Unfair contract terms in insurance contracts

Treasury has released for consultation a Proposals Paper on a model to extend the unfair contract term provisions to insurance contracts.

Currently, the unfair contract terms laws in the ASIC Act apply to most financial products and services, but they do not apply to insurance contracts covered by the Insurance Contracts Act. This is because section 15 of the IC Act precludes the ASIC Act’s UCT laws from applying to insurance contracts.

However, insurance contracts not covered by the IC Act are not excluded from the UCT laws. For example, private health insurance contracts and state and Commonwealth government insurance contracts are subject to the UCT laws.

The proposed model seeks to ensure that consumers and small businesses that purchase insurance have the same access to protection from unfair terms in insurance contracts as they do for other contracts for financial products and services while ensuring the laws are appropriate in light of the specific features of insurance contracts.

This proposed model involves:
• amending section 15 of the Insurance Contracts Act to allow the UCT laws in the Australian Securities and Investments Commission Act 2001 (ASIC Act) to apply to insurance contracts regulated by the IC Act, which includes both general and life insurance contracts; and
• tailoring the UCT laws in the ASIC Act to accommodate specific features of insurance contracts, in particular:
– the ‘main subject matter’ of an insurance contract will be defined narrowly as terms that describe what is being insured, for example, a house, a person or a motor vehicle;
– clarification will be provided that the ‘upfront price’ will include the premium and the excess payable and that these will not be subject to review;
– a contract will be considered as standard form even if the consumer or small business can choose from various options of policy coverage;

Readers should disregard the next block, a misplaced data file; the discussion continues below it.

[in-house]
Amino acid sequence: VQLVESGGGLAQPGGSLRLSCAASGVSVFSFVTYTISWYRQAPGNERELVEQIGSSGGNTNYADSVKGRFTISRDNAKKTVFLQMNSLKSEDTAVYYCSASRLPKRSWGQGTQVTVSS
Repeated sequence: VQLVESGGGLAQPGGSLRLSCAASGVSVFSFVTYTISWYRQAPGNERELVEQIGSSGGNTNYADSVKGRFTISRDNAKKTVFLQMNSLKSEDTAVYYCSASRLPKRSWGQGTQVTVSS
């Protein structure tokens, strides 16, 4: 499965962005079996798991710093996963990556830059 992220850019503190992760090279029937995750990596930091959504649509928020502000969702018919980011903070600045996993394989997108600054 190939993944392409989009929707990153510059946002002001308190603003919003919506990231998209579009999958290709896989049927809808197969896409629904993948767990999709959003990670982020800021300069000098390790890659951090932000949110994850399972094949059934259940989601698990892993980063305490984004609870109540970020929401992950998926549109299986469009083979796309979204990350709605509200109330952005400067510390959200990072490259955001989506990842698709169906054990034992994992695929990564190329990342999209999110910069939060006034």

– when determining whether a term is unfair, a term will be reasonably necessary to protect the legitimate interests of an insurer if it reasonably reflects the underwriting risk accepted by the insurer in relation to the contract and it does not disproportionately or unreasonably disadvantage the insured;
– examples specific to insurance will be added to the list of examples of kinds of terms that may be unfair, which could include terms that permit the insurer to pay a claim based on the cost of repair or replacement that may be achieved by the insurer, but could not be reasonably achieved by the policyholder;
– where a term is found to be unfair, as an alternative to the term being declared void, a court will be able to make other orders if it deems that more appropriate;
– the definition of ‘consumer contract’ and ‘small business contract’ will include contracts that are expressed to be for the benefit of an individual or small business, but who is not a party to the contract;
– for life policies, as defined by the Life Insurance Act 1995, which are guaranteed renewable, it will be made clear that a term which provides a life insurer with the ability to unilaterally increase premiums will not be considered unfair in circumstances in which the premium increase is within the limits and under the circumstances specified in the policy.

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